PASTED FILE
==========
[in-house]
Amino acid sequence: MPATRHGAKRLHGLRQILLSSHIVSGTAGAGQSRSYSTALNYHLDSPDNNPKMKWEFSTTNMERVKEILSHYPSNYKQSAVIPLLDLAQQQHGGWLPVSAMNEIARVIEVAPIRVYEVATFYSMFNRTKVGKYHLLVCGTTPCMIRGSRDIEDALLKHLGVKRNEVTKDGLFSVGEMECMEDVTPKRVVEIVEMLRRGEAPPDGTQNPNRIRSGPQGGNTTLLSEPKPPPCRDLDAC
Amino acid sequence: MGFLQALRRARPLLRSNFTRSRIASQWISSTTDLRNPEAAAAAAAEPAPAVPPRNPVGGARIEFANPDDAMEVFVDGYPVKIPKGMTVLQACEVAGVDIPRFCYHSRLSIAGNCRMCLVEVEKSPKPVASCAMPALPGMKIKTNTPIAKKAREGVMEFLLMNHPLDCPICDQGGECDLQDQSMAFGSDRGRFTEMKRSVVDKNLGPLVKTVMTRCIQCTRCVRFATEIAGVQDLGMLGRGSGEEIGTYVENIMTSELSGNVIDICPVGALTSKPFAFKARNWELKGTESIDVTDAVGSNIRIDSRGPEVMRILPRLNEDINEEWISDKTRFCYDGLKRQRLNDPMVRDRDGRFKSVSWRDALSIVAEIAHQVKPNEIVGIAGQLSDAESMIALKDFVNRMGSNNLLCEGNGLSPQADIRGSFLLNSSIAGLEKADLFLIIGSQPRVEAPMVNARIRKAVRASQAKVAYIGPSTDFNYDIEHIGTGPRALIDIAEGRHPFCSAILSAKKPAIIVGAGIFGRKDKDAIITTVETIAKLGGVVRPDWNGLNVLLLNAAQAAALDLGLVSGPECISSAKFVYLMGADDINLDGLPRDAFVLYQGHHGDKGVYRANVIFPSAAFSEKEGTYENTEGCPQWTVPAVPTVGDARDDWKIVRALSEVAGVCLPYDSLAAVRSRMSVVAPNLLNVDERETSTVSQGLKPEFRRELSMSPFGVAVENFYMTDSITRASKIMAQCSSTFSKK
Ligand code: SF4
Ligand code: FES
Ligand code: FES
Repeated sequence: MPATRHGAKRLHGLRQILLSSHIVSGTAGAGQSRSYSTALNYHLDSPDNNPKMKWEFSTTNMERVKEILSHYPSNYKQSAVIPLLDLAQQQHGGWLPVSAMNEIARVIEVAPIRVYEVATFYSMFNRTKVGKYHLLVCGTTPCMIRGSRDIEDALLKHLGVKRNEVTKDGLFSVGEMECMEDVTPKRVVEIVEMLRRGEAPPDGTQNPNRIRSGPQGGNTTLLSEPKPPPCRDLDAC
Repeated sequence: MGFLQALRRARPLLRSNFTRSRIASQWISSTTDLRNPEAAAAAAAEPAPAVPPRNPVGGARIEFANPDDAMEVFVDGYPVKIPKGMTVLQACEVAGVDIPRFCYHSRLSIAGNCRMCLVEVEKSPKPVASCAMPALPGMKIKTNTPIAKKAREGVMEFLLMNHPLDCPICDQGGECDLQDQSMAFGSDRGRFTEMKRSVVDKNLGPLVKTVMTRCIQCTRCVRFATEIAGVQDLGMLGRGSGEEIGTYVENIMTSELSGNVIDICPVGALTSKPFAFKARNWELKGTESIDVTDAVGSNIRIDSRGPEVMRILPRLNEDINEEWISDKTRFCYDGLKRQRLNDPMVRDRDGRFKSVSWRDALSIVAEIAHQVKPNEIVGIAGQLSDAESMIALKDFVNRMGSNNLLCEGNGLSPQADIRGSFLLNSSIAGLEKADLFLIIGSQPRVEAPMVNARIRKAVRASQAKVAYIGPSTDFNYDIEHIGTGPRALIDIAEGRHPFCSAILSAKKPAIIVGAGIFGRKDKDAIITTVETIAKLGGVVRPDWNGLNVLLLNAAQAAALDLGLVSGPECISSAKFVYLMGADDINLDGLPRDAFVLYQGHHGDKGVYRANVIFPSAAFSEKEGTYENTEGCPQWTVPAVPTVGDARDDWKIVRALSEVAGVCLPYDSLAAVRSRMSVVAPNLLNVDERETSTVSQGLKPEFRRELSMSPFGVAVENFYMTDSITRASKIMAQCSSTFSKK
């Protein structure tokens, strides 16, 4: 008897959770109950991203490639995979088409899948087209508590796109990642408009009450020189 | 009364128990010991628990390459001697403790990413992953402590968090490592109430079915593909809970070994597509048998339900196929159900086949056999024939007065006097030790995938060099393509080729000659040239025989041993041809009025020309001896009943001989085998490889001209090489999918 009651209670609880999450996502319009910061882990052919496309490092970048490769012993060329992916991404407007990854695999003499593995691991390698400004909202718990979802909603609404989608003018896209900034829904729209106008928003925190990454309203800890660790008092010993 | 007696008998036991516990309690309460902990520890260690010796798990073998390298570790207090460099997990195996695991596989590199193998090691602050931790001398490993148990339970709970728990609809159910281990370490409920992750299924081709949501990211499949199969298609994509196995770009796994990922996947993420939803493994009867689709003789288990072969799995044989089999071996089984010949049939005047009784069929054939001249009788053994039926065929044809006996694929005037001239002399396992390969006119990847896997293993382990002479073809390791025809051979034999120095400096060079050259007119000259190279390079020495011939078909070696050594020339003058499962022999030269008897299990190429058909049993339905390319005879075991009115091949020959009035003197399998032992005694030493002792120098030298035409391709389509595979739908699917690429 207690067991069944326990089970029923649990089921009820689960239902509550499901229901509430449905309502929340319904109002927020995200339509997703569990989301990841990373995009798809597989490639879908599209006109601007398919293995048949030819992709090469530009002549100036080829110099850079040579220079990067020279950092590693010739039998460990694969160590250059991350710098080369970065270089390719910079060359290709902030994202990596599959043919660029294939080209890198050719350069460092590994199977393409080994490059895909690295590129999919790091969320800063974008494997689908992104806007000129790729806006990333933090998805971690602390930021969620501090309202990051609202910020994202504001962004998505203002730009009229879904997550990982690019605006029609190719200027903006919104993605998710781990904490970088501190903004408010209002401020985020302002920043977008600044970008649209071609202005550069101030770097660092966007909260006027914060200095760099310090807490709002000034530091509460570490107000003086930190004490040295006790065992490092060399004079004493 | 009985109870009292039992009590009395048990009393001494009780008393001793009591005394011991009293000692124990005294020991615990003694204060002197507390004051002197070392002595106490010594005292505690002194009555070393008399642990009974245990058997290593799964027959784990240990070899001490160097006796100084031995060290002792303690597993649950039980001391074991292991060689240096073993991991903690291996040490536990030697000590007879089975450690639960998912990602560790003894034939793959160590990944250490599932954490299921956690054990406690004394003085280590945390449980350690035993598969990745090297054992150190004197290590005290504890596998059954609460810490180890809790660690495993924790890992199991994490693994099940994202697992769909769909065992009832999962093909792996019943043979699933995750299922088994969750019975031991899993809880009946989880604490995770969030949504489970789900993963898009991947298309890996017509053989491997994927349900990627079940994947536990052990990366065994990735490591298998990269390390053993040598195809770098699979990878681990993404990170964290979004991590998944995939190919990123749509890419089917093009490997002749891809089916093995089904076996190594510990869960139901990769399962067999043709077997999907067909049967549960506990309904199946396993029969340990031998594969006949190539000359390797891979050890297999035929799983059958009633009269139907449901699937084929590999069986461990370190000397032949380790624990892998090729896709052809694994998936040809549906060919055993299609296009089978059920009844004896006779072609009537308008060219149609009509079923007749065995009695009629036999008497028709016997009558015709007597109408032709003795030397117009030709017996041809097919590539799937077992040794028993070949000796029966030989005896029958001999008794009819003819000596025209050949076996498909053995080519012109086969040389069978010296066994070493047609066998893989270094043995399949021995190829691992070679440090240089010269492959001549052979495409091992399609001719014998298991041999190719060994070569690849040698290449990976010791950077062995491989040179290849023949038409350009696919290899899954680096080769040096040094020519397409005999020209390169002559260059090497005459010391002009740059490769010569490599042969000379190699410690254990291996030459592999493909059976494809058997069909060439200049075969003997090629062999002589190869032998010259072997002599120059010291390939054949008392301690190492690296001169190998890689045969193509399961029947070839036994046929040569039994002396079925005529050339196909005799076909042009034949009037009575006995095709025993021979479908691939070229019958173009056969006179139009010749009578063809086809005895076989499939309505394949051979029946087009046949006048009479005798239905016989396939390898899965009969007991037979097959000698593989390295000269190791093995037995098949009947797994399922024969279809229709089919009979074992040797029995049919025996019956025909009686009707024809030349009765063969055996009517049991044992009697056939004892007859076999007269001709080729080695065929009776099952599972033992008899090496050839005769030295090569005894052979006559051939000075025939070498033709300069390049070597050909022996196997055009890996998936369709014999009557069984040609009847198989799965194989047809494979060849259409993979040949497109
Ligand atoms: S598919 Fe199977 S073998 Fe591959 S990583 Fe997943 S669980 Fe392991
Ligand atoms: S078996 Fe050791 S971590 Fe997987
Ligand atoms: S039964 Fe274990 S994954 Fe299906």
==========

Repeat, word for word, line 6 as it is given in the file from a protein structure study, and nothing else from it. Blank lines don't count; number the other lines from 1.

Ligand code: FES